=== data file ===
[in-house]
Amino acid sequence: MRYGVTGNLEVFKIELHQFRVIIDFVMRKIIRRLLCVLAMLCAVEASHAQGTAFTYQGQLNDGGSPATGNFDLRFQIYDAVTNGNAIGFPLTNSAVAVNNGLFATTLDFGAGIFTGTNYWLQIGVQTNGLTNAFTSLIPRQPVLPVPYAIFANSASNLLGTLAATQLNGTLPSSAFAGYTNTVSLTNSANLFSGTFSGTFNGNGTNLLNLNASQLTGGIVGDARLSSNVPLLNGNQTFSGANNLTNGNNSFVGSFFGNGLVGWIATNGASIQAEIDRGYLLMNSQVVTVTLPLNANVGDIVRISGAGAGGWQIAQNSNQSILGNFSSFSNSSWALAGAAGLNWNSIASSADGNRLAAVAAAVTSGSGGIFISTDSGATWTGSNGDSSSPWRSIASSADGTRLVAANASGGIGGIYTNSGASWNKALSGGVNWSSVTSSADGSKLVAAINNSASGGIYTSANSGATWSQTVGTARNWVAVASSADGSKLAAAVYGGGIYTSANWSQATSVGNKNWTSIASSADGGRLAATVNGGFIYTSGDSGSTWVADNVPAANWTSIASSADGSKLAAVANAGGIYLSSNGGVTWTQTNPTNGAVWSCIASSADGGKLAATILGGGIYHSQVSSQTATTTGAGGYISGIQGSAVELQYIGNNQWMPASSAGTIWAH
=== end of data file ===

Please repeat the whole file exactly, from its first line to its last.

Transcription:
[in-house]
Amino acid sequence: MRYGVTGNLEVFKIELHQFRVIIDFVMRKIIRRLLCVLAMLCAVEASHAQGTAFTYQGQLNDGGSPATGNFDLRFQIYDAVTNGNAIGFPLTNSAVAVNNGLFATTLDFGAGIFTGTNYWLQIGVQTNGLTNAFTSLIPRQPVLPVPYAIFANSASNLLGTLAATQLNGTLPSSAFAGYTNTVSLTNSANLFSGTFSGTFNGNGTNLLNLNASQLTGGIVGDARLSSNVPLLNGNQTFSGANNLTNGNNSFVGSFFGNGLVGWIATNGASIQAEIDRGYLLMNSQVVTVTLPLNANVGDIVRISGAGAGGWQIAQNSNQSILGNFSSFSNSSWALAGAAGLNWNSIASSADGNRLAAVAAAVTSGSGGIFISTDSGATWTGSNGDSSSPWRSIASSADGTRLVAANASGGIGGIYTNSGASWNKALSGGVNWSSVTSSADGSKLVAAINNSASGGIYTSANSGATWSQTVGTARNWVAVASSADGSKLAAAVYGGGIYTSANWSQATSVGNKNWTSIASSADGGRLAATVNGGFIYTSGDSGSTWVADNVPAANWTSIASSADGSKLAAVANAGGIYLSSNGGVTWTQTNPTNGAVWSCIASSADGGKLAATILGGGIYHSQVSSQTATTTGAGGYISGIQGSAVELQYIGNNQWMPASSAGTIWAH